is a magazine that attacks the culture of consumerism by turning its own tactics against it--employing the glossy tactics of advertising to encourage people to take part in "Buy Nothing Day" and "TV Turnoff Week." Culture Jam
takes the revolution to another level, as the magazine's publisher, Kalle Lasn, issues a call to arms to "the advance shock troops of the most significant social movement" of the early 21st century. Dissatisfied with the results of both academic and mainstream liberalism and feminism, Lasn harks back to the situationist roots of the 1968 Paris uprisings, a brief moment when it seemed possible that men and women might be able to wholly re-create not only their own lives but society as well.
That revolution stumbled and fell, however, and Lasn views contemporary existence as one in which people have almost entirely succumbed to the cultural mandates of consumer capitalism, turning to corporations for guidance about how to look and what to desire. He offers several tips on how you can "demarket your life," including talking back to telemarketers and intensified boycotts (want to strike a blow against tobacco giant Philip Morris? Stop buying Maxwell House coffees, Kraft dairy products, Post cereals, and Miller beer). Lasn also pushes for the return of corporations to a subordinate role in people's lives, citing the 1886 U.S. Supreme Court decision that rendered corporations "natural persons" in the eyes of the law as a horrendous miscarriage of justice that must be overturned. (One of his biggest targets is media conglomerates who are able to disseminate their ideology throughout the information spectrum; in an ironic twist of fate, perhaps, the publisher of Culture Jam became a division of Rupert Murdoch's News Corporation scant months before the book's release.)
Culture Jam is an extreme book--among its declarations: "consumer capitalism is by its very nature unethical"--and Lasn's reasoning is not without flaws. One of the weak links in his argument is his insistence that, because none of the major television networks will allow him to purchase airtime for his "subverts," there is "no democracy on the airwaves" and his freedom of speech is being denied. The First Amendment says only that "Congress shall make no law ... abridging the freedom of speech"; it says nothing about what he deems the "right to communicate ... through any media." On the other hand, he also raises a more plausible line of attack--since it's the government that grants broadcasters access to the airwaves, citizens should press for more say in how broadcast licenses are distributed. But whatever the book's excesses, Lasn is driven by a righteous anger--and Culture Jam may likely convince you, too, that the models of material success presented to us are not only inadequate to true happiness, they must be overturned. --Ron Hogan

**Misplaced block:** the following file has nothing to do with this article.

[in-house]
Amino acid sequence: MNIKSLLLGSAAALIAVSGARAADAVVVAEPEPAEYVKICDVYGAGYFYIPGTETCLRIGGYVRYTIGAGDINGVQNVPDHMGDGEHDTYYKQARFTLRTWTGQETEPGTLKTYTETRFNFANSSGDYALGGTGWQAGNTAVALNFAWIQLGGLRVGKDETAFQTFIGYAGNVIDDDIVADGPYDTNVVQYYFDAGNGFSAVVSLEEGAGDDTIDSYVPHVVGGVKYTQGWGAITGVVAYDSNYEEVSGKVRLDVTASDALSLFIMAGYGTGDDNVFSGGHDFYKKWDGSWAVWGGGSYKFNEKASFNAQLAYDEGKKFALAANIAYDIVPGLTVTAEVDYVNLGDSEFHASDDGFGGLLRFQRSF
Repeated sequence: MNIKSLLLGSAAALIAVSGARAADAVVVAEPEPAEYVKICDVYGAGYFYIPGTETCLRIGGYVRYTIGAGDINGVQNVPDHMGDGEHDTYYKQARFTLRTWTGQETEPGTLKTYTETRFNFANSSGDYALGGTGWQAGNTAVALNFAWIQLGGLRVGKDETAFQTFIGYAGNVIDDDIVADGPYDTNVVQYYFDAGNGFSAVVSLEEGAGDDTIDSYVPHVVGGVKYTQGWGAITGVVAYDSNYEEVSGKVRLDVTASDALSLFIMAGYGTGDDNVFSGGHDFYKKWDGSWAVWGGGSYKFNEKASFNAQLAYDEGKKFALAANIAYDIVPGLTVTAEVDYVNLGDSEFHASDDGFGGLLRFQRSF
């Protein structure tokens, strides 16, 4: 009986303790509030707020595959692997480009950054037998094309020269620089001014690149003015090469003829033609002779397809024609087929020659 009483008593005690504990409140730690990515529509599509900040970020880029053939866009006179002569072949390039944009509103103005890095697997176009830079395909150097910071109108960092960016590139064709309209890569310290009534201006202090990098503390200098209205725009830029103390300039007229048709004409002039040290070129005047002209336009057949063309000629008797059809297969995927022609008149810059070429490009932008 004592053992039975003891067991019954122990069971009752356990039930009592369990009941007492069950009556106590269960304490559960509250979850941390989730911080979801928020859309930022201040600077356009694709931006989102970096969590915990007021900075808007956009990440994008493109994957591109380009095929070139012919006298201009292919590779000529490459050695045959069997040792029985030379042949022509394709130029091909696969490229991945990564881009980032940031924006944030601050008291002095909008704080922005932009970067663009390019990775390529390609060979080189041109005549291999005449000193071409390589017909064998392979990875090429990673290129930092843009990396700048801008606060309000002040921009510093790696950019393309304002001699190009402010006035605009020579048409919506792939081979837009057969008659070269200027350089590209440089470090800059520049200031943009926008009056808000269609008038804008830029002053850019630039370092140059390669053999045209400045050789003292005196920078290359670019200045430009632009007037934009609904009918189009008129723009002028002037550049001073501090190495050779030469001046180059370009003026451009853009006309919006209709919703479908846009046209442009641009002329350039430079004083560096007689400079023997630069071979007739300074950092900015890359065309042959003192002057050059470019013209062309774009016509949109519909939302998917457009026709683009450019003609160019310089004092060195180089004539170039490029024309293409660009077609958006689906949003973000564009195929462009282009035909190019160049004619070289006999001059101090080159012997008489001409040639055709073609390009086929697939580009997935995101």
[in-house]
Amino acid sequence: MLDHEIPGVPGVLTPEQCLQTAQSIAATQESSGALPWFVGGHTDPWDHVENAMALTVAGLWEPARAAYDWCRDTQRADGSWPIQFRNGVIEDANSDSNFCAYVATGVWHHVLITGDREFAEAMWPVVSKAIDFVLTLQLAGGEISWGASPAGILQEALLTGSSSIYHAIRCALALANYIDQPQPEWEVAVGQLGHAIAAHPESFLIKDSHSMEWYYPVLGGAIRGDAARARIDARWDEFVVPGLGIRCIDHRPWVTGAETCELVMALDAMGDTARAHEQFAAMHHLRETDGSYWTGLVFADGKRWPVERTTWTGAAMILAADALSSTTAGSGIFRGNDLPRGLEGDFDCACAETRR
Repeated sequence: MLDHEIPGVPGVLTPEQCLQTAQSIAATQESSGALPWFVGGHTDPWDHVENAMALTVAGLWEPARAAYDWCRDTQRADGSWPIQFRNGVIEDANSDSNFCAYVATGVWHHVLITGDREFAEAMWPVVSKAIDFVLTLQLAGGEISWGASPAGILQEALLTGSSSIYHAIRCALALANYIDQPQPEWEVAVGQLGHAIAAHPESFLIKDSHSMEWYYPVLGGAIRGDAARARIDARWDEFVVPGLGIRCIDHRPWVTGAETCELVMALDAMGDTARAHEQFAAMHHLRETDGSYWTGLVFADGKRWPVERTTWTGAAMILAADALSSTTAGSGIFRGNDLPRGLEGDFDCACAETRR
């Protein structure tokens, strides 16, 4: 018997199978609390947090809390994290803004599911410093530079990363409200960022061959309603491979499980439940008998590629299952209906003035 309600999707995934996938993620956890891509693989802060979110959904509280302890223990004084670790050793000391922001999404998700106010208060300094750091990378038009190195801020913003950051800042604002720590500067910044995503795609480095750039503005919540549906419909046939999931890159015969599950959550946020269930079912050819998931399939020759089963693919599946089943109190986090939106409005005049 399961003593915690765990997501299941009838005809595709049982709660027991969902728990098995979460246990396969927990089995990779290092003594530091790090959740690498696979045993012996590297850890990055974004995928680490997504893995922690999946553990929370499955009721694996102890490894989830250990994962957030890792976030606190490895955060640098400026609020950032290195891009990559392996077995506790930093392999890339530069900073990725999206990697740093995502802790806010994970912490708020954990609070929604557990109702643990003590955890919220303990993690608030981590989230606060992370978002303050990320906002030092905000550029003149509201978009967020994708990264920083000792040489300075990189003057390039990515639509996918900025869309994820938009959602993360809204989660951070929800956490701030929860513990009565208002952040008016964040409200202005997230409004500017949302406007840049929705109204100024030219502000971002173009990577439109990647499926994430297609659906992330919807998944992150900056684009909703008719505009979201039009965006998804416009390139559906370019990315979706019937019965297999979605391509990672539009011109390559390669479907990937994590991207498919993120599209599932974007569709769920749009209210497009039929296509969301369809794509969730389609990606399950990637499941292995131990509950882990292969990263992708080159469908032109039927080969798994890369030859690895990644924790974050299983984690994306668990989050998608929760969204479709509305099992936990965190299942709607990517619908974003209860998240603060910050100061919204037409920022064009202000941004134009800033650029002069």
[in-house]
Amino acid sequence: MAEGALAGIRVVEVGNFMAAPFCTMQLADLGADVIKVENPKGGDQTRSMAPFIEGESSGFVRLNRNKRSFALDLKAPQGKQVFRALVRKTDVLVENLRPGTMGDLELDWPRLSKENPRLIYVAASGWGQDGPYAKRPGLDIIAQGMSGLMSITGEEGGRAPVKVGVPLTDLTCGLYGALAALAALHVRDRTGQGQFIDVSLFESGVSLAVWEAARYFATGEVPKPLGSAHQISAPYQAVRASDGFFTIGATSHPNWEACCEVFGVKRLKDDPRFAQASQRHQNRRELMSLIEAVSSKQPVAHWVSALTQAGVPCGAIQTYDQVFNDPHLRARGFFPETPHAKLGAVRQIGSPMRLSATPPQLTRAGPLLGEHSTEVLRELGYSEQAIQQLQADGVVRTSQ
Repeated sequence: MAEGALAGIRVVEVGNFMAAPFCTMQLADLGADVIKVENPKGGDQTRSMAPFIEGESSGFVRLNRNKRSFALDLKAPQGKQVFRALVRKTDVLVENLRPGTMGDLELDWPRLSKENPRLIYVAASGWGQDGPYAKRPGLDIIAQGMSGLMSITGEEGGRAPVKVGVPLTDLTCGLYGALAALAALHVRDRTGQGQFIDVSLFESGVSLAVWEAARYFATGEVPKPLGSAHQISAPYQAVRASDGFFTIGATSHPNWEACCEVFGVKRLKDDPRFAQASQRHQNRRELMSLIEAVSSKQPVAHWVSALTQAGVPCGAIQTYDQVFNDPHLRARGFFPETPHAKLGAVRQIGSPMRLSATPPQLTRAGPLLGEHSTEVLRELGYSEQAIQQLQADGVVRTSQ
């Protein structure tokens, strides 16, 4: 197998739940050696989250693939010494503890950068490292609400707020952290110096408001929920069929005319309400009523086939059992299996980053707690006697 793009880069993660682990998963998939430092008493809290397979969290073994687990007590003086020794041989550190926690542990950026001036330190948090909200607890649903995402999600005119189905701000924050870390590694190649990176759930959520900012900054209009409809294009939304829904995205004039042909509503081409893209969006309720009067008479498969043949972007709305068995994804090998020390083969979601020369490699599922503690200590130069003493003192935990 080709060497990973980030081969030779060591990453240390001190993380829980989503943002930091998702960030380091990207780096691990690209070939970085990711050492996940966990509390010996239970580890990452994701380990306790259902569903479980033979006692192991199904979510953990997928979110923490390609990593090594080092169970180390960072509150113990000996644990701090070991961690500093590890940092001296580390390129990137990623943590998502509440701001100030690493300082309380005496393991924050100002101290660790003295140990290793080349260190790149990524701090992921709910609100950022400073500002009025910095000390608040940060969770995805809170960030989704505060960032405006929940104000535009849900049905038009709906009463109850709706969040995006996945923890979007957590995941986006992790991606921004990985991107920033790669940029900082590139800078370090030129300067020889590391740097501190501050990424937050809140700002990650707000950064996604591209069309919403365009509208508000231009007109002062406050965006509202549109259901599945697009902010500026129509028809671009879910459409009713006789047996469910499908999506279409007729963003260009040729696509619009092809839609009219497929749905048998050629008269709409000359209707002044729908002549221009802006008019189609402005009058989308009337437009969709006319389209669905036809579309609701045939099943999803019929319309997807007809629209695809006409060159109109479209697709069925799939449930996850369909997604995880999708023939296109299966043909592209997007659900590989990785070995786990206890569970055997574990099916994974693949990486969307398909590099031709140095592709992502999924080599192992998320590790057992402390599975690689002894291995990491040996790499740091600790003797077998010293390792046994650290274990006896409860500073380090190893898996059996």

From Library Journal
For Lasn (publisher of Adbusters Magazine), "America is no longer a country but a multitrillion-dollar brand": the media and corporate greed, he argues, have hooked Americans on conspicuous consumption, turning vigilant citizens into hypnotized consumers. America's salvation lies with culture jammers, "a loose global network of media activists" whose activist program is to topple the system the book sets forth. Lasn provides lots of statistics on the harmful effects of television and advertising, but his arguments tend to rely more on intuition than proven facts. The media's pervasive influence on American culture cannot be denied, but it's not clear that its influence is as pernicious as Lasn claims. Still, while his urgent, sometimes sanctimonious tone may not convince anyone but the already-converted, Lasn's book raises important issues that deserve discussion. Recommended for public and academic libraries.AWilliam Gargan, Brooklyn Coll. Lib., CUNY
Copyright 1999 Reed Business Information, Inc.